As always, I have to question the American approach to the work/life balance. I understand the desire to make life easier, more convenient, more productive, even. But what are we saving up all that time for, exactly? How much are we willing to pay personally to earn more financially? Frank Gilbreth, efficiency expert and one of the protagonists of my favorite childhood book Cheaper by the Dozen, explains what one should do with all the time he or she saves:
“For work, if you love that best,” said Dad. “For education, for beauty, for art, for pleasure.” He looked over the top of his pince-nez. “For mumblety-peg, if that’s where your heart lies.”
Let’s go back to that, shall we? I see the potential for change in the Slow Food Movement and in the Facebook group “I Will Go Slightly Out of My Way To Step On A Crunchy-Looking Leaf” and in the personal satisfaction I get whenever I spend time just making something. There is beauty in simplicity.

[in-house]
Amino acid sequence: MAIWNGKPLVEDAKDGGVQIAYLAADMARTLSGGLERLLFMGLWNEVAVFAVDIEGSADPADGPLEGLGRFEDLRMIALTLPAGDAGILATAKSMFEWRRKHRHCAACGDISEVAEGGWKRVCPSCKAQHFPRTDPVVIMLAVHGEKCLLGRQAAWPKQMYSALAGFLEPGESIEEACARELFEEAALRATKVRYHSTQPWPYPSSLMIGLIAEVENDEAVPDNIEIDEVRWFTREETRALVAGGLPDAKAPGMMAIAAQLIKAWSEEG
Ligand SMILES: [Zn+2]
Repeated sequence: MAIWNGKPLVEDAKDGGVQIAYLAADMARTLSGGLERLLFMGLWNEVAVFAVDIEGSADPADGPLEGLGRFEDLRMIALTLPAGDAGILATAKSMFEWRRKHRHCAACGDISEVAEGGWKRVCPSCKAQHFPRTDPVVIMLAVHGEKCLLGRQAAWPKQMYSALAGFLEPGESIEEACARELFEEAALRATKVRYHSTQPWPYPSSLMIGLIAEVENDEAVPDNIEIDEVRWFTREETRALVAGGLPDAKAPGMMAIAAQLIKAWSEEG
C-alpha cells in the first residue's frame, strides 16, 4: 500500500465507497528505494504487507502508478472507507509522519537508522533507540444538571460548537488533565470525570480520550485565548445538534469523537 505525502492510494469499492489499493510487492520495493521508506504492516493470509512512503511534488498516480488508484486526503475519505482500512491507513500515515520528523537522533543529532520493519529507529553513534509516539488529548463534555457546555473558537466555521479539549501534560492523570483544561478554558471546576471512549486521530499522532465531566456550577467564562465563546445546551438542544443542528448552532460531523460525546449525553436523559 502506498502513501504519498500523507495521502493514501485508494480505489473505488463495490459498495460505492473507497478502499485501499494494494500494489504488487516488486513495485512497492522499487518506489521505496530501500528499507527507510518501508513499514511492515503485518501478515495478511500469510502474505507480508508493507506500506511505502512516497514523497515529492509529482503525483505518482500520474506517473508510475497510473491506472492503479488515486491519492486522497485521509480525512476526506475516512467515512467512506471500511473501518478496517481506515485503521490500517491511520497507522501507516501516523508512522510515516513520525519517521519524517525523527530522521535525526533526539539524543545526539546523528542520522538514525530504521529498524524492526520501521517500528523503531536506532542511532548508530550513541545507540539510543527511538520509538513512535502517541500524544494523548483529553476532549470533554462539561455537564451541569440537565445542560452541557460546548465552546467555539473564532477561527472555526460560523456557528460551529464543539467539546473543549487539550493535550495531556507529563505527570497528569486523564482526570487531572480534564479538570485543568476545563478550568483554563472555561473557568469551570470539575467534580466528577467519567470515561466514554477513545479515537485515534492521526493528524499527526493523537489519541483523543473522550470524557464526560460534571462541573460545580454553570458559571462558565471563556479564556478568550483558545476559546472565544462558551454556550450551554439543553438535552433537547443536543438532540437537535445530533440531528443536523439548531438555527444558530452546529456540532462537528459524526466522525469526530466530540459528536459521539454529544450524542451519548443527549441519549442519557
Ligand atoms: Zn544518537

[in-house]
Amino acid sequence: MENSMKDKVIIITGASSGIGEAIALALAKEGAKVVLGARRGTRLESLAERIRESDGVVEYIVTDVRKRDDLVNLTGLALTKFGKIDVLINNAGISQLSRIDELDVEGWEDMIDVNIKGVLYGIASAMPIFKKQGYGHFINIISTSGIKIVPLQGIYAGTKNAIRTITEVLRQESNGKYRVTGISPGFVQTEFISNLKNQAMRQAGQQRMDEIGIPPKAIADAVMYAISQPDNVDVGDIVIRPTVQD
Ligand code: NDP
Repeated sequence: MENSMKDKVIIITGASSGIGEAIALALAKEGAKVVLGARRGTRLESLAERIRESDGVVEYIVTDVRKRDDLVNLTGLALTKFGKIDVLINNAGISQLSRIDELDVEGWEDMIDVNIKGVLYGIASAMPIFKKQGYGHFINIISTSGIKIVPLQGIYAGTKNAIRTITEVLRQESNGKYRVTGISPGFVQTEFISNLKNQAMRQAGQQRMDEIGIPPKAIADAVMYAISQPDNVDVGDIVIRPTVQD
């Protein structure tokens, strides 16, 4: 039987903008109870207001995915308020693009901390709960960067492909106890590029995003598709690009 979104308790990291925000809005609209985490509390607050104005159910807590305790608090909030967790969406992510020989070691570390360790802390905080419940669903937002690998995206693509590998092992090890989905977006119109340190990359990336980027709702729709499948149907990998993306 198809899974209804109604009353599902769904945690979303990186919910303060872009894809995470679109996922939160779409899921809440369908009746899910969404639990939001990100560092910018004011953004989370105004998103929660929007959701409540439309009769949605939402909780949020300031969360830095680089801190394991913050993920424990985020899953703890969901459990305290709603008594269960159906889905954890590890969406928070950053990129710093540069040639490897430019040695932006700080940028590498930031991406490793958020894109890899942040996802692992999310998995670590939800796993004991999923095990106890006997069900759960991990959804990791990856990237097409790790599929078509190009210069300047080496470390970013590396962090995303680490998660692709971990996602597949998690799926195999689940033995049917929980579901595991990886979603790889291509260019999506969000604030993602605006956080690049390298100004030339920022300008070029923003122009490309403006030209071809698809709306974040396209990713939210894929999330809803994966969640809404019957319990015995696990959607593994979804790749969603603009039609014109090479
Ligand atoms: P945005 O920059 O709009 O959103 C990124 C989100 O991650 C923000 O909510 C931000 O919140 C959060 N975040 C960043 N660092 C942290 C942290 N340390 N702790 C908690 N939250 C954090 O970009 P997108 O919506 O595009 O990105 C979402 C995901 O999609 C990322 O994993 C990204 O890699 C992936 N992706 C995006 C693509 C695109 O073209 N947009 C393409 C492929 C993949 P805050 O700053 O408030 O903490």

I’m not proposing that any country has the formula for happiness figured out. In fact, I’ve had to catch myself on many occasions here as I put on my headphones, press “play” on my iPod and tune out the world–an action so well-practiced by city dwellers. Our exchanges consist of accidental bump-ins on the Tube and blank stares on the busy ride home. Not to mention that, as previously stated, Americans are, based on my cumulative experiences and accounting for statistical disparities based on population size, way friendlier than the British.
Of course, now I’ve gone and squandered valuable time analyzing life when I could’ve been out living it. I’m a sucker for reflection, in case you haven’t noticed. I’m also a sucker for lazy afternoons spent developing new filling combinations for crepes and making fabric yo-yos. I hope those afternoons are never entirely replaced by developing new public relations strategies and making spreadsheets.